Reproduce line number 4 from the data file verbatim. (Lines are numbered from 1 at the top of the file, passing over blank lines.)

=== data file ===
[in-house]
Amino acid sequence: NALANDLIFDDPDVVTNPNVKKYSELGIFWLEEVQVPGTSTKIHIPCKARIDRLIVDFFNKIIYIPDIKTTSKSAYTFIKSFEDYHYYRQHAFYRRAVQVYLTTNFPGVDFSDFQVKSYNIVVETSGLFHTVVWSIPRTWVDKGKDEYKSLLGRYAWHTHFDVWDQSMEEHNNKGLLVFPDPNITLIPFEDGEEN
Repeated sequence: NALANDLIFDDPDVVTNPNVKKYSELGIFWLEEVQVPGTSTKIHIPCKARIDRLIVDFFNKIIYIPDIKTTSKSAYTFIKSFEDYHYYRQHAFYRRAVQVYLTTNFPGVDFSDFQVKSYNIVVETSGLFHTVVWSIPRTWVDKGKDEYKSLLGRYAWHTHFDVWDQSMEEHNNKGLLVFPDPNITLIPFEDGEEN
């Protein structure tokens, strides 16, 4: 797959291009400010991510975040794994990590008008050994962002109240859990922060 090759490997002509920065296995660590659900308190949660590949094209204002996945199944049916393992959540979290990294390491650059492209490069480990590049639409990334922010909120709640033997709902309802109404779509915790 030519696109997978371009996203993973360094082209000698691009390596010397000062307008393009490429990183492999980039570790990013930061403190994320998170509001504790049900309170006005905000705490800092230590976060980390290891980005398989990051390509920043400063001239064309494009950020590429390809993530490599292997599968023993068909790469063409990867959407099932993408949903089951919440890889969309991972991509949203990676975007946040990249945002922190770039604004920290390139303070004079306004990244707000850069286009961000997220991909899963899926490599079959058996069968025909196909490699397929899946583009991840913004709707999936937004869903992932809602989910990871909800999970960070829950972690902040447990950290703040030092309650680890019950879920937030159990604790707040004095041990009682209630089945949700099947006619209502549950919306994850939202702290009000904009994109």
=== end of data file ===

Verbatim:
């Protein structure tokens, strides 16, 4: 797959291009400010991510975040794994990590008008050994962002109240859990922060 090759490997002509920065296995660590659900308190949660590949094209204002996945199944049916393992959540979290990294390491650059492209490069480990590049639409990334922010909120709640033997709902309802109404779509915790 030519696109997978371009996203993973360094082209000698691009390596010397000062307008393009490429990183492999980039570790990013930061403190994320998170509001504790049900309170006005905000705490800092230590976060980390290891980005398989990051390509920043400063001239064309494009950020590429390809993530490599292997599968023993068909790469063409990867959407099932993408949903089951919440890889969309991972991509949203990676975007946040990249945002922190770039604004920290390139303070004079306004990244707000850069286009961000997220991909899963899926490599079959058996069968025909196909490699397929899946583009991840913004709707999936937004869903992932809602989910990871909800999970960070829950972690902040447990950290703040030092309650680890019950879920937030159990604790707040004095041990009682209630089945949700099947006619209502549950919306994850939202702290009000904009994109």